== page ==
There are genres (e.g., Action, Comedy, Drama). Cross genres (e.g., Action-Thriller, Comedy-Science Fiction). Sub-genres (e.g., Romantic Comedy, Action Adventure). And then there are what we may call movie story types. In Hollywood development circles, people use them as shorthand.
Ah, revenge. One of the most basic of human emotions. Someone screws with you? You screw with them. We are talking real lizard-brain storytelling here and there have been some big movies in this genre.
Some examples of revenge movies:
Death Wish (1974): A New York City architect becomes a one-man vigilante squad after his wife is murdered by street punks in which he randomly goes out and kills would-be muggers on the mean streets after dark.
Nine to Five (1980): Three female employees of a “sexist, egotistical, lying, hypocritical bigot” find a way to turn the tables on him.
Cape Fear (1991): A convicted rapist, released from prison after serving a 14 year sentence, stalks the family of the lawyer who originally defended him.
The Crow (1994): A man brutally murdered comes back to life as an undead avenger of his and his fiancée’s murder.
Payback (1999): Porter is shot by his wife and best friend and is left to die. When he survives he plots revenge.
The Limey (1999): An extremely volatile and dangerous Englishman goes to Los Angeles to find the man he considers responsible for his daughter’s death.
Gladiator (2000): When a Roman general is betrayed and his family murdered by an emperor’s corrupt son, he comes to Rome as a gladiator to seek revenge.
Memento (2001): A man, suffering from short-term memory loss, uses notes and tattoos to hunt for the man he thinks killed his wife.
Kill Bill, Vol. 1 (2003): The Bride wakes up after a long coma. The baby that she carried before entering the coma is gone. The only thing on her mind is to have revenge on the assassination team that betrayed her — a team she was once part of.
Kill Bill, Vol. 2 (2004): The murderous Bride continues her vengeance quest against her ex-boss, Bill, and his two remaining associates; his younger brother Budd, and Bill’s latest flame Elle.
Man On Fire (2004): In Mexico City, a former assassin swears vengeance on those who committed an unspeakable act against the family he was hired to protect.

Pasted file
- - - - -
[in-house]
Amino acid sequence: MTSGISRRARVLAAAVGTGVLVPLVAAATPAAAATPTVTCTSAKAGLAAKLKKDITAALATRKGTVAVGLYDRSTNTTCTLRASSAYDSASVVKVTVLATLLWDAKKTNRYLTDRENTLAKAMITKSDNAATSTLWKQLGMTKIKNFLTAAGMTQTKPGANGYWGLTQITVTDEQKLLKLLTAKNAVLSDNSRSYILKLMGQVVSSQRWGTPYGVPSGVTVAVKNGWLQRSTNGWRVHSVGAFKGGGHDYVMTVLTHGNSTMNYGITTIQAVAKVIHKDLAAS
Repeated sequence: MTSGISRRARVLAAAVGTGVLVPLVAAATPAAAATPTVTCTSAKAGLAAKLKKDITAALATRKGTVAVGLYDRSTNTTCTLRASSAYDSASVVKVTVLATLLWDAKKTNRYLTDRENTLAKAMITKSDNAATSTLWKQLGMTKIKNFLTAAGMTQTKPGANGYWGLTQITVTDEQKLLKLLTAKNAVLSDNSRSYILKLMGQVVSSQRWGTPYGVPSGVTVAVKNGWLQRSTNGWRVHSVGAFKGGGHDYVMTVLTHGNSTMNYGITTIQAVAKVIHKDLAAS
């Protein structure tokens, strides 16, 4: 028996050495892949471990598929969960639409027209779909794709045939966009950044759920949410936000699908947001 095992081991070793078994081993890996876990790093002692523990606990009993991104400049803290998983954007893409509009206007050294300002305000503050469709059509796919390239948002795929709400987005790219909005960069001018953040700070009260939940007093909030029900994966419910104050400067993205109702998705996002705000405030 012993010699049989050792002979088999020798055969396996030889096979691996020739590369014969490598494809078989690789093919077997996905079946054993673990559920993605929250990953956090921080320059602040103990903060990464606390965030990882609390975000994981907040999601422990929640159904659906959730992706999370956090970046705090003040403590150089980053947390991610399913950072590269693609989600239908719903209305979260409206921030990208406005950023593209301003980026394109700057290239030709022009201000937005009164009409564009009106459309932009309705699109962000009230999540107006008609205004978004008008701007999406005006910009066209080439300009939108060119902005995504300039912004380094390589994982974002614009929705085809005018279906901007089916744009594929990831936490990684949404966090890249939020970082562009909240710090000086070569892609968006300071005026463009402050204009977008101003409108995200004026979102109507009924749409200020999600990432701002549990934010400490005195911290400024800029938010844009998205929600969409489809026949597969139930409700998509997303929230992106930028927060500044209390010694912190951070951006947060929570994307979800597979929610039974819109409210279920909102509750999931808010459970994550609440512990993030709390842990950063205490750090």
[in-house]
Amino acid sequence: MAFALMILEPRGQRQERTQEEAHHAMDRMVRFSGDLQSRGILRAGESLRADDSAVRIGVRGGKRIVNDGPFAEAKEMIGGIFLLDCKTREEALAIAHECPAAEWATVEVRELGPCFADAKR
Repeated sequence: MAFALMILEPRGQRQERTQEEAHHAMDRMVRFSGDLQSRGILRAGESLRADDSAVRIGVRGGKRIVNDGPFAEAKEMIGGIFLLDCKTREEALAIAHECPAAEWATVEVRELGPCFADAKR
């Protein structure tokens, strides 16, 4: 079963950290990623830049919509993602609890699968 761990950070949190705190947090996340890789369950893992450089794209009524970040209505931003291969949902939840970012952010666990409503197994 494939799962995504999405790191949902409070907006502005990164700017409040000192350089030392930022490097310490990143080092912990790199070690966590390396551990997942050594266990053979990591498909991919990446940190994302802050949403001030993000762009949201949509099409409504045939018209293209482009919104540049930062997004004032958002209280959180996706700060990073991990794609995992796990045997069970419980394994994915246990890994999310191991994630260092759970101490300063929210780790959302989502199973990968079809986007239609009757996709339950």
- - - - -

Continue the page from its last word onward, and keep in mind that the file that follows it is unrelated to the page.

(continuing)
V for Vendetta (2006): A shadowy freedom fighter known only as “V” uses terrorist tactics to fight against his totalitarian society. Upon rescuing a girl from the secret police, he also finds his best chance at having an ally.
Taken (2008): A former spy relies on his old skills to save his estranged daughter, who has been forced into the slave trade.
Horrible Bosses (2011): Three friends conspire to murder their awful bosses when they realize they are standing in the way of their happiness.
John Wick (2014): An ex-hit-man comes out of retirement to track down the gangsters that killed his dog and took everything from him.
The Revenant (2015): A frontiersman on a fur trading expedition in the 1820s fights for survival after being mauled by a bear and left for dead by members of his own hunting team… and seeks revenge.
One of the main advantages of a revenge movie for a screenwriter is how clear cut everything is: Good Guy. Bad Guy. Crime. Justification for retribution. And off you go.
We live in a complex world where very little is black and white. How nice to be able to dip into a revenge movie where we can indulge in simplistic fantasies, giving ourselves over purely to a blood lust for retribution.
Revenge movies cut through moral ambiguity and traffic in pure violent intentions, tapping into some of our most base human instincts. Those are powerful motivators for any potential moviegoer who has been wronged in their life… which is just about everybody.
What revenge movies would you add to this list? What appeals to you about this type of story?